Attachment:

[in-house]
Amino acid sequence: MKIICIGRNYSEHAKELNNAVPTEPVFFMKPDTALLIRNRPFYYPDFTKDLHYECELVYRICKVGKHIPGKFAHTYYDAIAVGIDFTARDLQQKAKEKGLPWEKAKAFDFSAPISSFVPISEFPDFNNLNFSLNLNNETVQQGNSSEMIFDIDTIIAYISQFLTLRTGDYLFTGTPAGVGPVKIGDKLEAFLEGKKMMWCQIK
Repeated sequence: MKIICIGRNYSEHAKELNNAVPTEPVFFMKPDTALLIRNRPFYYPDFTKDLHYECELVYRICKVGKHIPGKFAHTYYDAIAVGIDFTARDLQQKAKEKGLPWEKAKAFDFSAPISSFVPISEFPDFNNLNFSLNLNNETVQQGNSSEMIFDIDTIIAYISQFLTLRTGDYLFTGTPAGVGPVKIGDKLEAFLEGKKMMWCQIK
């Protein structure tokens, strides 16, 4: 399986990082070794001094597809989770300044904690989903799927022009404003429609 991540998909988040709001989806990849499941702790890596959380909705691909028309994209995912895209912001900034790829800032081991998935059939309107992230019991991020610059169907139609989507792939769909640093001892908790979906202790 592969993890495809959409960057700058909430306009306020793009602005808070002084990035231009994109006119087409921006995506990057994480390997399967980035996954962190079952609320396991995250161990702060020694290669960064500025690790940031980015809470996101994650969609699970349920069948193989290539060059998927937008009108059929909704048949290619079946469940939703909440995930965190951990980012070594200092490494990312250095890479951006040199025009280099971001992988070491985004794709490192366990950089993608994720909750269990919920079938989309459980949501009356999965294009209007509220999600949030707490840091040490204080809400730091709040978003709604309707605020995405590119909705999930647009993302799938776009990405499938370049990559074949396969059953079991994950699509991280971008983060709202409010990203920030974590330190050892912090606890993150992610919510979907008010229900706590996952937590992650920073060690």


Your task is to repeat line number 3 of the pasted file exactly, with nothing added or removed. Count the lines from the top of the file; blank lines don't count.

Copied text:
Repeated sequence: MKIICIGRNYSEHAKELNNAVPTEPVFFMKPDTALLIRNRPFYYPDFTKDLHYECELVYRICKVGKHIPGKFAHTYYDAIAVGIDFTARDLQQKAKEKGLPWEKAKAFDFSAPISSFVPISEFPDFNNLNFSLNLNNETVQQGNSSEMIFDIDTIIAYISQFLTLRTGDYLFTGTPAGVGPVKIGDKLEAFLEGKKMMWCQIK